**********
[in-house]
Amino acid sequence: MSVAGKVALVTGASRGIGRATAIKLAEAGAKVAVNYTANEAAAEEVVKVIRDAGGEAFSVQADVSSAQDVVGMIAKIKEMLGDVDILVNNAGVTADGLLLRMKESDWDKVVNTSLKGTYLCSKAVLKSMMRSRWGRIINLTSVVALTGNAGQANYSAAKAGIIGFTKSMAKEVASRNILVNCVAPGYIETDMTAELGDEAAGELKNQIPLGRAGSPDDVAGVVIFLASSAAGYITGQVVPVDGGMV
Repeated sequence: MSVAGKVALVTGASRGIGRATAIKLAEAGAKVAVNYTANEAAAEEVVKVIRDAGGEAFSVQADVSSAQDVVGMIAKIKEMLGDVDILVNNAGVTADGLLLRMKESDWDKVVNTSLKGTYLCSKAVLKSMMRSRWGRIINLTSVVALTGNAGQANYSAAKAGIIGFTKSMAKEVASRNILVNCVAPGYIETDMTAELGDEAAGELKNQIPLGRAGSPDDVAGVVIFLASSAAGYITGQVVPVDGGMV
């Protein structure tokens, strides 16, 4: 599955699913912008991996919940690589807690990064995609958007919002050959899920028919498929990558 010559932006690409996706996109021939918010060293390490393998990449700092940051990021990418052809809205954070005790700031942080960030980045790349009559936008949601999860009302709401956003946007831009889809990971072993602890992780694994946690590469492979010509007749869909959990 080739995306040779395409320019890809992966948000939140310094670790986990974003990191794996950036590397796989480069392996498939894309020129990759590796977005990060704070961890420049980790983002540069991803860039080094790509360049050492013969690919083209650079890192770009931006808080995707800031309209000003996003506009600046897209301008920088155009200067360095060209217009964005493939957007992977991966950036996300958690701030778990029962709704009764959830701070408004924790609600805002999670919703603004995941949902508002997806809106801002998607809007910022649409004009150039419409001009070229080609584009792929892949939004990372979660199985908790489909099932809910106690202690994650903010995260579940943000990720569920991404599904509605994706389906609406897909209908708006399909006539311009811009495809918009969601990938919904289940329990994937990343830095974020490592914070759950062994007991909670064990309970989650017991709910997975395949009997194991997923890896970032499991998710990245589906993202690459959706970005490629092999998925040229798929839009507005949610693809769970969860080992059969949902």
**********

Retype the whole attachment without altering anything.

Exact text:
[in-house]
Amino acid sequence: MSVAGKVALVTGASRGIGRATAIKLAEAGAKVAVNYTANEAAAEEVVKVIRDAGGEAFSVQADVSSAQDVVGMIAKIKEMLGDVDILVNNAGVTADGLLLRMKESDWDKVVNTSLKGTYLCSKAVLKSMMRSRWGRIINLTSVVALTGNAGQANYSAAKAGIIGFTKSMAKEVASRNILVNCVAPGYIETDMTAELGDEAAGELKNQIPLGRAGSPDDVAGVVIFLASSAAGYITGQVVPVDGGMV
Repeated sequence: MSVAGKVALVTGASRGIGRATAIKLAEAGAKVAVNYTANEAAAEEVVKVIRDAGGEAFSVQADVSSAQDVVGMIAKIKEMLGDVDILVNNAGVTADGLLLRMKESDWDKVVNTSLKGTYLCSKAVLKSMMRSRWGRIINLTSVVALTGNAGQANYSAAKAGIIGFTKSMAKEVASRNILVNCVAPGYIETDMTAELGDEAAGELKNQIPLGRAGSPDDVAGVVIFLASSAAGYITGQVVPVDGGMV
């Protein structure tokens, strides 16, 4: 599955699913912008991996919940690589807690990064995609958007919002050959899920028919498929990558 010559932006690409996706996109021939918010060293390490393998990449700092940051990021990418052809809205954070005790700031942080960030980045790349009559936008949601999860009302709401956003946007831009889809990971072993602890992780694994946690590469492979010509007749869909959990 080739995306040779395409320019890809992966948000939140310094670790986990974003990191794996950036590397796989480069392996498939894309020129990759590796977005990060704070961890420049980790983002540069991803860039080094790509360049050492013969690919083209650079890192770009931006808080995707800031309209000003996003506009600046897209301008920088155009200067360095060209217009964005493939957007992977991966950036996300958690701030778990029962709704009764959830701070408004924790609600805002999670919703603004995941949902508002997806809106801002998607809007910022649409004009150039419409001009070229080609584009792929892949939004990372979660199985908790489909099932809910106690202690994650903010995260579940943000990720569920991404599904509605994706389906609406897909209908708006399909006539311009811009495809918009969601990938919904289940329990994937990343830095974020490592914070759950062994007991909670064990309970989650017991709910997975395949009997194991997923890896970032499991998710990245589906993202690459959706970005490629092999998925040229798929839009507005949610693809769970969860080992059969949902």